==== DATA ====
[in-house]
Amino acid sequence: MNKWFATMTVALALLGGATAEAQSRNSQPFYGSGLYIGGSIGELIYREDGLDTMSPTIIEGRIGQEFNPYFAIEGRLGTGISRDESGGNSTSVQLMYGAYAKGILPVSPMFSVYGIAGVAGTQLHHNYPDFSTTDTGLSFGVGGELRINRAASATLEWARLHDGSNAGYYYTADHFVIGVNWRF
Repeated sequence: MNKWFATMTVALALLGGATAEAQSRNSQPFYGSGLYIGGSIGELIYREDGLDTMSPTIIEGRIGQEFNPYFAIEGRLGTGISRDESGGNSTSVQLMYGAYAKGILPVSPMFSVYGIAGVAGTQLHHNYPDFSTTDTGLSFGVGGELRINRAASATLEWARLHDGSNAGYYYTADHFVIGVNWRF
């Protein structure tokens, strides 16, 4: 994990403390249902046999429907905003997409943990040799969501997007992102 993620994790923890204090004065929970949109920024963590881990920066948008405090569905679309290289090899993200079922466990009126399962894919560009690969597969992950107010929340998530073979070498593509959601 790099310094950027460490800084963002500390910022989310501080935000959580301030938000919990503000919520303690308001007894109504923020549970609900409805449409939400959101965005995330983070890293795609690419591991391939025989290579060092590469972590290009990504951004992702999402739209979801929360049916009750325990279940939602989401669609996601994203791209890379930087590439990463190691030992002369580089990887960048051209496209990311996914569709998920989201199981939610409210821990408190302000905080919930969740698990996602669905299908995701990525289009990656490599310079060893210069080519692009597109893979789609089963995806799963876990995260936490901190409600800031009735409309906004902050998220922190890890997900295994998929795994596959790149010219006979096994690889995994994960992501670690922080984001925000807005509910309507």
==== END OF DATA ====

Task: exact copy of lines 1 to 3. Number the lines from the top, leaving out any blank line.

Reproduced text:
[in-house]
Amino acid sequence: MNKWFATMTVALALLGGATAEAQSRNSQPFYGSGLYIGGSIGELIYREDGLDTMSPTIIEGRIGQEFNPYFAIEGRLGTGISRDESGGNSTSVQLMYGAYAKGILPVSPMFSVYGIAGVAGTQLHHNYPDFSTTDTGLSFGVGGELRINRAASATLEWARLHDGSNAGYYYTADHFVIGVNWRF
Repeated sequence: MNKWFATMTVALALLGGATAEAQSRNSQPFYGSGLYIGGSIGELIYREDGLDTMSPTIIEGRIGQEFNPYFAIEGRLGTGISRDESGGNSTSVQLMYGAYAKGILPVSPMFSVYGIAGVAGTQLHHNYPDFSTTDTGLSFGVGGELRINRAASATLEWARLHDGSNAGYYYTADHFVIGVNWRF